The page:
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Homily preached by the Reverend Adam Yates
St. Paul’s on the Green, Norwalk, CT
The Second Sunday of Easter – May 1, 2011

I’m afraid that Thomas has received a bad rap over the past few millennia. For many years he was the example of “weak” faith, faith that needed “proof.” More recently, liberal Christians have reclaimed him as an example of the importance that doubt plays in our faith formation, which is absolutely true. Yet still the focus is on his doubt, and the focus is so much on his doubt that poor Thomas becomes known only for his doubt. We title him “Doubting Thomas” and this Sunday where we remember his story becomes known informally as Doubting Thomas Sunday. The writers of the Lectionary then put his story on the Sunday after Easter. After such a huge celebration of the resurrection of Jesus, of God’s endurance beyond death, “Doubting Thomas” is a big old wet blanket.

When we look at the text however, it is hard to see why Thomas was singled out for his doubt, for he asked only to see and experience what the other disciples had seen and experienced themselves and he had missed. Further, it is not like the other disciples had some pious faith in Jesus’ resurrection. They hadn’t exactly believed the story from the women who discovered the empty tomb until they saw Jesus themselves. There’s really nothing exemplary of Thomas’s doubt when compared to the doubt of the other disciples. If the other disciples hadn’t believed the word of the women who encountered the resurrection the first, why should Thomas have believed their story? If anything, this is just as easily a story about tardy Thomas and the importance of being at church functions on time.

If we can peel back the layer of doubt that we have focused on for so long, we can see that there is something else also happening in this story. Under this veneer of doubt is Thomas’ desire for an encounter with the risen Christ, a bodily, physical encounter. You see, faith is not a thing of abstract theological formulations, logical explorations of the divine, or carefully crafted proofs because ultimately faith is much more than a belief of the mind—you cannot “think” yourself into faith!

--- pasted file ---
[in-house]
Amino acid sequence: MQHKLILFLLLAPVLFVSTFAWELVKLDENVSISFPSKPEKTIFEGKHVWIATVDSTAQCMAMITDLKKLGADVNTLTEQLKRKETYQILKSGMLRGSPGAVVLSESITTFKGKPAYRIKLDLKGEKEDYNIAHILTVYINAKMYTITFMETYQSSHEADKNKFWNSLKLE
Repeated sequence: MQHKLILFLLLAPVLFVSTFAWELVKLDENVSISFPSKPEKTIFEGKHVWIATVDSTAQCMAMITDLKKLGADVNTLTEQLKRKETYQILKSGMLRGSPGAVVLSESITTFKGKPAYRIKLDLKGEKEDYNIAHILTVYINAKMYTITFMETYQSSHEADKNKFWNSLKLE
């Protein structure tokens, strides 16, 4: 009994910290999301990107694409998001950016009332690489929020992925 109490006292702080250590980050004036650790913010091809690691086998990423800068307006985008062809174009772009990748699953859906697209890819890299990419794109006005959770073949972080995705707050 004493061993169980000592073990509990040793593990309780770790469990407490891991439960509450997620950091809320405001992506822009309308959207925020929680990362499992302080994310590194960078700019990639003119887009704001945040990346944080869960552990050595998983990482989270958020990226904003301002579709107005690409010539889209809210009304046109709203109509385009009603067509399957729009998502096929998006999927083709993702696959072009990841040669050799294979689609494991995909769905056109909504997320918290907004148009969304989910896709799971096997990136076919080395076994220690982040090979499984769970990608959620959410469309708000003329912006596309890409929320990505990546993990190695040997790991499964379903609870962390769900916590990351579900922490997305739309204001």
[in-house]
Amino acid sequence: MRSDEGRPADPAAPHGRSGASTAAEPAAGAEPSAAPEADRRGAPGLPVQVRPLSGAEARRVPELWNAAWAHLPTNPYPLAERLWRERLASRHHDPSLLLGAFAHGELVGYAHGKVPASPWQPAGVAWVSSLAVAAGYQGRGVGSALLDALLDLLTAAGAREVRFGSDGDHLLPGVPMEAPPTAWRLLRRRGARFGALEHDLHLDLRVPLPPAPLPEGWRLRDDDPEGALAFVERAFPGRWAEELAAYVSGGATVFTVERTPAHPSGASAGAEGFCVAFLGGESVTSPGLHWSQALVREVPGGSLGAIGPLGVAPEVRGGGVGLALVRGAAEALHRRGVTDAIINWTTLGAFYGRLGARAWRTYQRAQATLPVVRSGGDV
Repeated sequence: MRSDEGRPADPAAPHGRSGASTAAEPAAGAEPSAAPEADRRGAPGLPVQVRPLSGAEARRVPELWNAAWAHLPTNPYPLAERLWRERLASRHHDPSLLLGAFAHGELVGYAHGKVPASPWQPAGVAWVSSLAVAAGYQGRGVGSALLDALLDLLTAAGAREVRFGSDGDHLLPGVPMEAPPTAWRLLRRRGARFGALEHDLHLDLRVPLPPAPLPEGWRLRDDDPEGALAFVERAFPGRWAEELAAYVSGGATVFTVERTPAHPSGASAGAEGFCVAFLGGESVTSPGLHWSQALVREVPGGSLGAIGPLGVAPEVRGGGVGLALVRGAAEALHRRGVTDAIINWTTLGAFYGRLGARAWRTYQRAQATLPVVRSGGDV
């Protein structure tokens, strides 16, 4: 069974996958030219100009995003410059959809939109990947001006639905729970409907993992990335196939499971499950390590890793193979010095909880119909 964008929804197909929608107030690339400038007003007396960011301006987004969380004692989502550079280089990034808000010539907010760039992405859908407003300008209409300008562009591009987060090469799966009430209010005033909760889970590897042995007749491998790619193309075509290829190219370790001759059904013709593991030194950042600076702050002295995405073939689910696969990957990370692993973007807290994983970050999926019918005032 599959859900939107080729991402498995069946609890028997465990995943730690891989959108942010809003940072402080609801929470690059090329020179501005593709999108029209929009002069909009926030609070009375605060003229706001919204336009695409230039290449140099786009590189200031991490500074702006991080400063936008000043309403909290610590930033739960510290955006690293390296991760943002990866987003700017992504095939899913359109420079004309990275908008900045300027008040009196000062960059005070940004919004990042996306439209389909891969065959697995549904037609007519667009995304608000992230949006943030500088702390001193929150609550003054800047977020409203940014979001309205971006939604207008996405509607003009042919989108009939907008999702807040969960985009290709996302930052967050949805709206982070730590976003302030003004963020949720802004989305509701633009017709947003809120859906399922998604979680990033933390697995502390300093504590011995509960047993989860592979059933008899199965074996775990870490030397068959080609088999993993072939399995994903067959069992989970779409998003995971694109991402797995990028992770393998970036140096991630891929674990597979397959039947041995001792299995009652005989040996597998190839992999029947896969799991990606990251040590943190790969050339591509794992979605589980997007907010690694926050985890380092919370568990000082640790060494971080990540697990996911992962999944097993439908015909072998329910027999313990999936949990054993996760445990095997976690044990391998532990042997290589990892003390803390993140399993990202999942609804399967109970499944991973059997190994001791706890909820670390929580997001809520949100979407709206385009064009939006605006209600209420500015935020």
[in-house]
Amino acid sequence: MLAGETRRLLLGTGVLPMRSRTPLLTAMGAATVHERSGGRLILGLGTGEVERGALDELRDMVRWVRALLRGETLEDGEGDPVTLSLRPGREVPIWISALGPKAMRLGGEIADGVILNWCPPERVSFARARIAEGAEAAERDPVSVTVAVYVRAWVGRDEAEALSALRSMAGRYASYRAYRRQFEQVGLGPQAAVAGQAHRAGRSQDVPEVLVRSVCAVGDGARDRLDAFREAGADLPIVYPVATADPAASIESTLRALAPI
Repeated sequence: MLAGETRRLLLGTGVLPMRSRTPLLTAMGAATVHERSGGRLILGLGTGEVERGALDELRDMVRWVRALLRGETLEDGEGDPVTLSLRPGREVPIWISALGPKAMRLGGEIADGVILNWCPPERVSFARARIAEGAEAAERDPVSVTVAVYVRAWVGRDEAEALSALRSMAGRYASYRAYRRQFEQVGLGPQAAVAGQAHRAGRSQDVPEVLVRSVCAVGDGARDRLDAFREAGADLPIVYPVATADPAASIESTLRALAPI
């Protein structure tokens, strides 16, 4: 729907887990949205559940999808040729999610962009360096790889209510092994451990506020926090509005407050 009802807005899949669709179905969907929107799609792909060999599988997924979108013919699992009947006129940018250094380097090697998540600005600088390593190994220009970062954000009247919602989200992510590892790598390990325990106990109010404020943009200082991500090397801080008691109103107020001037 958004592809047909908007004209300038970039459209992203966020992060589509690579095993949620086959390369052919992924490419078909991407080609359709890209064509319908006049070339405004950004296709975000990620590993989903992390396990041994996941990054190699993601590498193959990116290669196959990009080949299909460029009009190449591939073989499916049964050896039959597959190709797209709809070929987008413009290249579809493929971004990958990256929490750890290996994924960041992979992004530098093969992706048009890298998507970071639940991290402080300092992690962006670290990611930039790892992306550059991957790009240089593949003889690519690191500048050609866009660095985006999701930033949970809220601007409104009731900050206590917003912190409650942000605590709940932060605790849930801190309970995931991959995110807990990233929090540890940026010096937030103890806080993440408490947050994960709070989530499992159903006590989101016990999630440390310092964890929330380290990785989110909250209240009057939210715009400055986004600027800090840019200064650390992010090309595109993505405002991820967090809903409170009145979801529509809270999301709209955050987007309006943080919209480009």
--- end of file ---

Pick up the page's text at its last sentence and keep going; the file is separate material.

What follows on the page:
We are spiritual, physical, thinking creations and as Episcopalians, we believe that our faith is formed not by someone telling us the right things to believe, but by our real encounters with Christ, our repeated encounters with the Living God! We encounter God when we gather together to celebrate the sacraments, we encounter God in our neighbors, friends, and enemies, and we encounter God at our shoulder as we go out and do God’s work in the world. What’s more, these real and repeated encounters with God lead us to an understanding of our faith that reason alone never could. When Thomas did finally encounter the risen Jesus, he did not simply believe then that Jesus had actually come back from the dead. No, through this very real encounter, Thomas’ faith grew and he saw that Jesus was not just their teacher; that he was not just the messiah, but that Jesus was God. Thomas is the very first person in the Gospel of John to recognize Jesus for who he was, the very first person to see that it was God who stood before him.

So, yes, this is a story of doubt, but it is also a story of faith and encounter with the living God. It is a story of Thomas who pursued God, desiring to encounter the risen Jesus. It is a story of God’s response to Thomas’ pursuit. It is a story of the expansive faith born of our encounters with God.

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